Agreement finally reached on ozone controls

The European Parliament and the Council of Ministers have negotiated an agreement over a proposed new law for reducing ground-level ozone.

The proposed law which will be formally approved in under three weeks, commits to reducing smog levels to UN recommended levels and providing better information to the public about problems of air pollution locally, and has already received all party backing in Parliament (see related story). Conciliation has dragged on for more than 18 months as the Council resisted Parliament’s demands that member states must achieve binding targets by 2010, as well as insisting on the specific deadline of 2020 for achieving the long-term objectives, when the directive would be reviewed by the Commission.

A number of other demands made by Parliament have also now been taken on board by the Council, including provisions ensuring that sensitive population groups are protected from exposure, requiring member states to draw up measures for zones where there is a risk of the alert threshold being exceeded, allowing the comparison of national performances and saying EU members must provide information on the impact of overshooting target values.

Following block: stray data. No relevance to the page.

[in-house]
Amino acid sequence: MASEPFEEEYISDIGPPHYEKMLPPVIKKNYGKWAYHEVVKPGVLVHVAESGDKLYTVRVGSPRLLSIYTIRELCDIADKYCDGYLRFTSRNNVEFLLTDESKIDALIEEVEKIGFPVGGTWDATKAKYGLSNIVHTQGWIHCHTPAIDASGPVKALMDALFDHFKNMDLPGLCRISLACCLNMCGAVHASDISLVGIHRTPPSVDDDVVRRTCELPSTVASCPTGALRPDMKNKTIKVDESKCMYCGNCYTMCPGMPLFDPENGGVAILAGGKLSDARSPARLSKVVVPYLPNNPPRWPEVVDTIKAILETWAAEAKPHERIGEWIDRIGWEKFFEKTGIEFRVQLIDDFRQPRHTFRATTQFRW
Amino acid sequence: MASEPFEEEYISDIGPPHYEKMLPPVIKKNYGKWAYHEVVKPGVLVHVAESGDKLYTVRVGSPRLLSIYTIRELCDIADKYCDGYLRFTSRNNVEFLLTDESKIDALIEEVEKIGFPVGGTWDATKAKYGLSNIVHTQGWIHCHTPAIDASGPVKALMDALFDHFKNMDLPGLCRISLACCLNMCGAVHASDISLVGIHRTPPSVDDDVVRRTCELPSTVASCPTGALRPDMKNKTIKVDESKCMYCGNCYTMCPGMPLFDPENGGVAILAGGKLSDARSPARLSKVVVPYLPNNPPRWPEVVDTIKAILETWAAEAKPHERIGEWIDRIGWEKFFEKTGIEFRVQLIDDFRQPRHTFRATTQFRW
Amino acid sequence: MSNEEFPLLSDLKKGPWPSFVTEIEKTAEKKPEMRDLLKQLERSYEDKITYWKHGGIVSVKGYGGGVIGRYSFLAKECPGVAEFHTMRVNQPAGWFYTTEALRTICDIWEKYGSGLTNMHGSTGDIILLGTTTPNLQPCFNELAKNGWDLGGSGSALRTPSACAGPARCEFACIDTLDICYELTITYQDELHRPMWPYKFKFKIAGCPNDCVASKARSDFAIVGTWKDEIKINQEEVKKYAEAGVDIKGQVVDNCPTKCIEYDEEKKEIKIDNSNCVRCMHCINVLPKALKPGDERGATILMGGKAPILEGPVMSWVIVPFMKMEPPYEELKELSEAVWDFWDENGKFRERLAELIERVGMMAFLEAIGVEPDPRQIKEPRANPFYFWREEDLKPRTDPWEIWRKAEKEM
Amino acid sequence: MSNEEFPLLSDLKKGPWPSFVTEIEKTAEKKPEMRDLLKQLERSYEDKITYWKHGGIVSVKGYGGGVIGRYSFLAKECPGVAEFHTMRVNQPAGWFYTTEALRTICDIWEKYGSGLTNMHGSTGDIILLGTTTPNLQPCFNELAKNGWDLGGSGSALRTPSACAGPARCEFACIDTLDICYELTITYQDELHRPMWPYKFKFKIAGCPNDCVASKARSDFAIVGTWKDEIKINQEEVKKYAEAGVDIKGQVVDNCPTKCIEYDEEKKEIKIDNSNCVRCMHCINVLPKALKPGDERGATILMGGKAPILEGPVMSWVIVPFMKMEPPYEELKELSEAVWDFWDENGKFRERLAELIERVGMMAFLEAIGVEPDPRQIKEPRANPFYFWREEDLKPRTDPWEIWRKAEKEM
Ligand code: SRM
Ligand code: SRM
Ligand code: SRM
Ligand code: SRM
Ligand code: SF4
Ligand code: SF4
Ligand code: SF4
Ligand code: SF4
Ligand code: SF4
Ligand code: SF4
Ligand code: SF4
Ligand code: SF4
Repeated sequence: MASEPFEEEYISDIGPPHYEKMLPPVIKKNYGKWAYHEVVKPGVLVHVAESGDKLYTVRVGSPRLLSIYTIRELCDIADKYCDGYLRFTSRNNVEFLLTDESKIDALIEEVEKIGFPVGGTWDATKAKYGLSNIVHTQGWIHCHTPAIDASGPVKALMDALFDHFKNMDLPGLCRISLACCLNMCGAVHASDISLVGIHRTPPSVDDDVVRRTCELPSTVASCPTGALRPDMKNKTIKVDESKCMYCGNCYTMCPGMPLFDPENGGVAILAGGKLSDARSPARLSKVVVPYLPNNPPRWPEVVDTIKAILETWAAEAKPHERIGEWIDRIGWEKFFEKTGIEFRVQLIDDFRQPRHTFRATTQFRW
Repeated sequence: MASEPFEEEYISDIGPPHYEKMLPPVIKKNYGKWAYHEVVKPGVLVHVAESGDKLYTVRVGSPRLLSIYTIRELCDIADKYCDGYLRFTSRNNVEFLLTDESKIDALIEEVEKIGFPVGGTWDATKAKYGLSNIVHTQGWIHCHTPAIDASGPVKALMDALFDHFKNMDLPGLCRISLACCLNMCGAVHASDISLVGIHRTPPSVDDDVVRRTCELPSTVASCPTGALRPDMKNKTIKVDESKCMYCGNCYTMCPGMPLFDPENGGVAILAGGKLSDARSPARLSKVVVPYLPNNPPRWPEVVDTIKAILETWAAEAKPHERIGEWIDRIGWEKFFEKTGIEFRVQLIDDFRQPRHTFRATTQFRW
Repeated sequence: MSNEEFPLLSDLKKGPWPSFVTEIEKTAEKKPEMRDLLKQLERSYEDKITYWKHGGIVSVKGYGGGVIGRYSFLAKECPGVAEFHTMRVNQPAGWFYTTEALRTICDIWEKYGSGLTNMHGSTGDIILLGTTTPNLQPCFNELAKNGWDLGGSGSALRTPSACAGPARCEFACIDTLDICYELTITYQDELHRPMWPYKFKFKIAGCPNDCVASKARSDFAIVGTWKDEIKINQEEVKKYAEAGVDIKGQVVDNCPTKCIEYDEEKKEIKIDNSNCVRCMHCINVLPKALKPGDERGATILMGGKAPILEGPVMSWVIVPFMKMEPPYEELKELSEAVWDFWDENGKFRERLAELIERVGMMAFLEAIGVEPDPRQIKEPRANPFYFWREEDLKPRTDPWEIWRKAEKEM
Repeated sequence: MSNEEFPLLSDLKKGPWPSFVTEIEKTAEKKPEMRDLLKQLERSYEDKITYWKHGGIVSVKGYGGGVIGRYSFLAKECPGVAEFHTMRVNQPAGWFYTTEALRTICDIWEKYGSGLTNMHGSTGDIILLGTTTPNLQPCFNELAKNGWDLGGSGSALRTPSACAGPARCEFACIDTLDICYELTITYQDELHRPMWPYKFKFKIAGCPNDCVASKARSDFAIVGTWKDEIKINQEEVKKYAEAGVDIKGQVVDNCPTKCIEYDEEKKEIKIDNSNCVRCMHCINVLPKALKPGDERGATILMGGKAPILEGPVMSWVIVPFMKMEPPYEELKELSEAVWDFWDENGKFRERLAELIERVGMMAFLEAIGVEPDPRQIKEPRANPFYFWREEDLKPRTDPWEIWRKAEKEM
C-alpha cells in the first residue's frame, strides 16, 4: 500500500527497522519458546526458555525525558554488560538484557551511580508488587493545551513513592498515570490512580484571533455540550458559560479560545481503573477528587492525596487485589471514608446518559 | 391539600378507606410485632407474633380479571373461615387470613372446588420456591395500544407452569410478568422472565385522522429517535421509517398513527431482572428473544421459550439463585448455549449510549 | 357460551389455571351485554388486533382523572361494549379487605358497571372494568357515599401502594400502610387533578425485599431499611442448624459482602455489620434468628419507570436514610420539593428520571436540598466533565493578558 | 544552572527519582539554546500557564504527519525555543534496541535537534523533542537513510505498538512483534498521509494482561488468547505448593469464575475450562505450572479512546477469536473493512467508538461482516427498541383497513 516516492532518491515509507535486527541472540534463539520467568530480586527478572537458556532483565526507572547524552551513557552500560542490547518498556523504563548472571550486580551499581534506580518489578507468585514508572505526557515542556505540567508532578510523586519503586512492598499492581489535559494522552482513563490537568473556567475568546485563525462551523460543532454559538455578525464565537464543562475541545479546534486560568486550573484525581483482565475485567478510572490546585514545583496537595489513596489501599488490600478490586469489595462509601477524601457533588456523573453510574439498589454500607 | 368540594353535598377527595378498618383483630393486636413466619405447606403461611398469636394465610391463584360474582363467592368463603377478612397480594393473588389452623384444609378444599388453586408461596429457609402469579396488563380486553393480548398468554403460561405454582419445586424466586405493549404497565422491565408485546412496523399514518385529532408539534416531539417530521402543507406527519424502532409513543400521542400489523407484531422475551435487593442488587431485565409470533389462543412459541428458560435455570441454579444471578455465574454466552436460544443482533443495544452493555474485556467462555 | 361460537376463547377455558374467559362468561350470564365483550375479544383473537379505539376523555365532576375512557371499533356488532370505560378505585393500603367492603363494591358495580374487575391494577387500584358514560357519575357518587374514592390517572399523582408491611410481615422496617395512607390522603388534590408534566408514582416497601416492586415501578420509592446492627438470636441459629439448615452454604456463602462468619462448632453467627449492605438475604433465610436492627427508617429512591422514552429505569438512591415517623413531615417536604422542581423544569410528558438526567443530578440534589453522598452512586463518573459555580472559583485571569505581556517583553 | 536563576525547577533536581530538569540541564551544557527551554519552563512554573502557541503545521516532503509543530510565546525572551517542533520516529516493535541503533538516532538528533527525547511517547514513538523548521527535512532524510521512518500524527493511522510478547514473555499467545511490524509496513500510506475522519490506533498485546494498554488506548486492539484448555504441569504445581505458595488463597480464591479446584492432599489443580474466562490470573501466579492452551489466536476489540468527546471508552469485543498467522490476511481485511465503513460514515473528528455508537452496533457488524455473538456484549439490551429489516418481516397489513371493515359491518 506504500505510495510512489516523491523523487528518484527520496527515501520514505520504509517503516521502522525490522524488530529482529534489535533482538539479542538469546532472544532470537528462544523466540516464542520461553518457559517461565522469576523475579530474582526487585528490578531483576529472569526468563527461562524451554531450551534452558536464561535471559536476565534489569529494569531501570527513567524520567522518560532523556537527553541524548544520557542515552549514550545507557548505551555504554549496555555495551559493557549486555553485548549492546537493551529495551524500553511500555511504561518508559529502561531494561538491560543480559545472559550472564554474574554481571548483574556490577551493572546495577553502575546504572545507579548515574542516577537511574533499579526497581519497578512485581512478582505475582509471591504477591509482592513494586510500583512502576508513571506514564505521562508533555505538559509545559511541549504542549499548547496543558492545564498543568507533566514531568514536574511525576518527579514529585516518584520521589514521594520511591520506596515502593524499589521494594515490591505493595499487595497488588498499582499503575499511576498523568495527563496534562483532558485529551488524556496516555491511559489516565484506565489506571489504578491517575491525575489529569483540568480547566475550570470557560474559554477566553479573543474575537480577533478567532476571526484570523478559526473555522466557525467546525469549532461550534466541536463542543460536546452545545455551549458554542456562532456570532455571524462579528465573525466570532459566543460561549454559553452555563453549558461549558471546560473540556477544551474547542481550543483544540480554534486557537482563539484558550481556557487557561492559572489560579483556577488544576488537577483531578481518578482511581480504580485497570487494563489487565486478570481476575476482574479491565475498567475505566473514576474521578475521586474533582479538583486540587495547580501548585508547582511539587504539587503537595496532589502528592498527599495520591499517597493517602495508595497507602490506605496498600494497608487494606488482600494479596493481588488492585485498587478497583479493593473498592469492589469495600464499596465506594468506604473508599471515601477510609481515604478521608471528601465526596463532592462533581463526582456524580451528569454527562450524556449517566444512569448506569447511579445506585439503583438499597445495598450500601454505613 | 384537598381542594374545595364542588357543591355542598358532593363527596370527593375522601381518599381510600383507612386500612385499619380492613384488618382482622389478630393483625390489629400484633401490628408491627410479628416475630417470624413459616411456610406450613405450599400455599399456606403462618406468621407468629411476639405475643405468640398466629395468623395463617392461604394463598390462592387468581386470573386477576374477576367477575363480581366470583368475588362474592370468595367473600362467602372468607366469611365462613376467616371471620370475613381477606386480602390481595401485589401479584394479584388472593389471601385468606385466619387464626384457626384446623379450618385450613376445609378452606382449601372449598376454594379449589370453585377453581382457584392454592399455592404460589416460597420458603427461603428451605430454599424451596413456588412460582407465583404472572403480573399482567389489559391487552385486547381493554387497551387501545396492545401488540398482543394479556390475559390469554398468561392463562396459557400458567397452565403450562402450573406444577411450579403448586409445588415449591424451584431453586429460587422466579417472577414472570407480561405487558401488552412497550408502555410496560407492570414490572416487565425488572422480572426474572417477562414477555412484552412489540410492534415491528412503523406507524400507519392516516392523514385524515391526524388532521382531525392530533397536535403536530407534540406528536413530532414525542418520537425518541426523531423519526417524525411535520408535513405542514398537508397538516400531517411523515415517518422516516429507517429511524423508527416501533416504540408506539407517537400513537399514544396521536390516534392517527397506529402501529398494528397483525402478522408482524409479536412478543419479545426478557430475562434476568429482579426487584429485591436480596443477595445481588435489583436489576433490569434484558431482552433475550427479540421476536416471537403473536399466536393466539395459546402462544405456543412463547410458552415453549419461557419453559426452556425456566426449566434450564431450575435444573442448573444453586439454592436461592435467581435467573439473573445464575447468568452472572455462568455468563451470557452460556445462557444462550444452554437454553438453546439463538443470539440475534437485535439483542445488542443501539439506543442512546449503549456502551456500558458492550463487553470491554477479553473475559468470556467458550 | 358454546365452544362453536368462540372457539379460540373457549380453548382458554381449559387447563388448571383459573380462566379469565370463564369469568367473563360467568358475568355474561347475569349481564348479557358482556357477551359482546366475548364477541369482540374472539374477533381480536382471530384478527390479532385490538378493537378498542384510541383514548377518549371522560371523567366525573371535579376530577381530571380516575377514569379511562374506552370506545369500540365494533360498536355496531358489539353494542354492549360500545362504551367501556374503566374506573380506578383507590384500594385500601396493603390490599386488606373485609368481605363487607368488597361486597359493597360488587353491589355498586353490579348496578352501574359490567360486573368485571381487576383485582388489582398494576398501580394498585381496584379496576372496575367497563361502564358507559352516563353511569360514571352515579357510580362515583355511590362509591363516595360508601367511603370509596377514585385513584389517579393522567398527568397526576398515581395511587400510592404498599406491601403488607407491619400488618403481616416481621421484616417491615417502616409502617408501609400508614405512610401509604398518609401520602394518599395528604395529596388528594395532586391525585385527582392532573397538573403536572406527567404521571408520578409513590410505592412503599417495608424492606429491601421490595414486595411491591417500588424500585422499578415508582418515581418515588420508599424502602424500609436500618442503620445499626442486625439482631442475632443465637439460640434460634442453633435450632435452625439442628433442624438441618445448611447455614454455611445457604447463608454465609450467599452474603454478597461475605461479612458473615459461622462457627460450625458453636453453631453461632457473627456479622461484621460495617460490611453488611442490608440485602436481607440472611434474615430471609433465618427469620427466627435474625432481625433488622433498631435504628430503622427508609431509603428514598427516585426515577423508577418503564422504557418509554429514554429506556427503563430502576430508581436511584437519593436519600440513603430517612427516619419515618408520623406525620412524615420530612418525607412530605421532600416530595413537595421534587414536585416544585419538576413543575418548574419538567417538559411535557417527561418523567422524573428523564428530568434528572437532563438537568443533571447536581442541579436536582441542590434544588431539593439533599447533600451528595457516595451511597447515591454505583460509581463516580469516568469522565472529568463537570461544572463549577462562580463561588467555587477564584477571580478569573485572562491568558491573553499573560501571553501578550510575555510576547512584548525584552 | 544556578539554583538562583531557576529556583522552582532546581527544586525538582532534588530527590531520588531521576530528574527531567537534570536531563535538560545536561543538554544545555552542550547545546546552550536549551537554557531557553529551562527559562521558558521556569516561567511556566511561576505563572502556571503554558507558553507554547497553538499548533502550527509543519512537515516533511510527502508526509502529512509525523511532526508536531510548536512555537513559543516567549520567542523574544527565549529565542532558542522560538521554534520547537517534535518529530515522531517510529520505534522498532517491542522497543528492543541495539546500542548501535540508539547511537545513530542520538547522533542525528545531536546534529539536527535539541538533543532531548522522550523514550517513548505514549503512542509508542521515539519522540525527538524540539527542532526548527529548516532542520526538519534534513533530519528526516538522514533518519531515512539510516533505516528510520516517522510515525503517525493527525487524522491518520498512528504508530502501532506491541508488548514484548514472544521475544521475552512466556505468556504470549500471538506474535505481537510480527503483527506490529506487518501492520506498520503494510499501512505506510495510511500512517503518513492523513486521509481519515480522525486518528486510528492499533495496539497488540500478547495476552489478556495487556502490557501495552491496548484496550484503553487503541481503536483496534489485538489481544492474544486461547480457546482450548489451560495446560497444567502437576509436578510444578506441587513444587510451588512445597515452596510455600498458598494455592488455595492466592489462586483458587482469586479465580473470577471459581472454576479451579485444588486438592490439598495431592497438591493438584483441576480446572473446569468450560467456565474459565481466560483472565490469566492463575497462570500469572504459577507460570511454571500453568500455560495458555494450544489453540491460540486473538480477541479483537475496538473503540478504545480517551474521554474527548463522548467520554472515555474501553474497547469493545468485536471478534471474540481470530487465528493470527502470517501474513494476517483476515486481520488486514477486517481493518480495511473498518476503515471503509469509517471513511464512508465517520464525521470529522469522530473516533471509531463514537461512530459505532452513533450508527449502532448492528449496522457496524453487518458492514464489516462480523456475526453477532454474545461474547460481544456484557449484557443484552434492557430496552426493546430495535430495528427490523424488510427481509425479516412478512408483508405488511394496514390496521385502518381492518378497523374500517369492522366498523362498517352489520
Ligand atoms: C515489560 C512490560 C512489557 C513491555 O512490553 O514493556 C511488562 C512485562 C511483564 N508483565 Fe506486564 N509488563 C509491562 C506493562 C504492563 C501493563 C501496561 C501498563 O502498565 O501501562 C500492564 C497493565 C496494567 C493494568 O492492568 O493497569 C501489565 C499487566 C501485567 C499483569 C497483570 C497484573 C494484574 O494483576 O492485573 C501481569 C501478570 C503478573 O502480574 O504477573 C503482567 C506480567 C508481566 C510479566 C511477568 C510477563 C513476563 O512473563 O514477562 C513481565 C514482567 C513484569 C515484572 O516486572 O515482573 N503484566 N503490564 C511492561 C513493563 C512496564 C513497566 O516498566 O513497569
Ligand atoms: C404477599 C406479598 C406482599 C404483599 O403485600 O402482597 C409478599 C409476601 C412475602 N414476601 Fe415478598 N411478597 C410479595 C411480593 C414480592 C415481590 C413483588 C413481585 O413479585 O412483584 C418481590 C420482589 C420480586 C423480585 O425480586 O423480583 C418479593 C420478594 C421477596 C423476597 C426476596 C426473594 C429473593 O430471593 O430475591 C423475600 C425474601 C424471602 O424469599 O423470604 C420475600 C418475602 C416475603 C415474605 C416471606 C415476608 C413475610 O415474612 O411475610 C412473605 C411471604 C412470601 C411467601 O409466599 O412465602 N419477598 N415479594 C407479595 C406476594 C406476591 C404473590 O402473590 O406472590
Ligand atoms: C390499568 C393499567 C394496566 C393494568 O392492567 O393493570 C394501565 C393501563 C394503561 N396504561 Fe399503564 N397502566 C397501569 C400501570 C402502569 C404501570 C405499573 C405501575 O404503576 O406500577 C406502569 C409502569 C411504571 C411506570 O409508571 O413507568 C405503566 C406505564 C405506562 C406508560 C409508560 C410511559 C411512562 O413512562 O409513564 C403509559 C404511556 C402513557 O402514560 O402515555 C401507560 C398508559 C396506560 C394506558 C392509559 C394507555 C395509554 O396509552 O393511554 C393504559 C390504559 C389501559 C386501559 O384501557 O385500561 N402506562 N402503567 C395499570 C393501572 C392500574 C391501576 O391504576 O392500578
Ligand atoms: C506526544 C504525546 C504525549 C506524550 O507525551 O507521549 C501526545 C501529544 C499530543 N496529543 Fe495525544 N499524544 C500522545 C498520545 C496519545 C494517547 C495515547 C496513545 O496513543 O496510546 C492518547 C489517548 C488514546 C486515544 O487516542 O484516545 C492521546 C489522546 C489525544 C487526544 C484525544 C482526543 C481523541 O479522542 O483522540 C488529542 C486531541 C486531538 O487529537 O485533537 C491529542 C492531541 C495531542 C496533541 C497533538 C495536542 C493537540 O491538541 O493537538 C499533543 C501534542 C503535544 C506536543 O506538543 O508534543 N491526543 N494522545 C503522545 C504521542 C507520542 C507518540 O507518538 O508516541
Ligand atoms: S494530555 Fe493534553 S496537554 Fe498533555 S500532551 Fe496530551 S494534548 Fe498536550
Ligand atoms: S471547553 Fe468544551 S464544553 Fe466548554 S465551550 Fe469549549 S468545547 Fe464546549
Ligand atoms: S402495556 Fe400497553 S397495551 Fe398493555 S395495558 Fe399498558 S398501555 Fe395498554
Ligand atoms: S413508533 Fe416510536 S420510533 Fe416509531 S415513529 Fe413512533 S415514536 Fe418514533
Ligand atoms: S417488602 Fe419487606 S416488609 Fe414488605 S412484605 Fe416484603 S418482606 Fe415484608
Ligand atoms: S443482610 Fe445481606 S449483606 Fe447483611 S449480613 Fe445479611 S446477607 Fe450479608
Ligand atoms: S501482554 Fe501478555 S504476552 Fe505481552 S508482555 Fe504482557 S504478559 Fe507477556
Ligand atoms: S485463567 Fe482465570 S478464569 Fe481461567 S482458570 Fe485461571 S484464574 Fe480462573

Parliament and Council agreed in talks following Parliament’s second reading that the target for human health for 2010 is to avoid exceeding 120 micrograms per cubic metre (ug/m3), the maximum level set by the World Health Organisation, on more than 25 days per year. Under the new agreement, the targets and long-term objectives are to be met “save where not achievable through proportionate measures”.

The deal, which was approved by Parliament’s delegation to the conciliation committee by 12 votes to one, was described by rapporteur Chris Davies, a British Liberal Democrat as “a good compromise” and “real progress on the position of two years ago”, when work on the directive began. It also requires the member states to prove, if they fail to achieve the targets, that they were unable to meet them.

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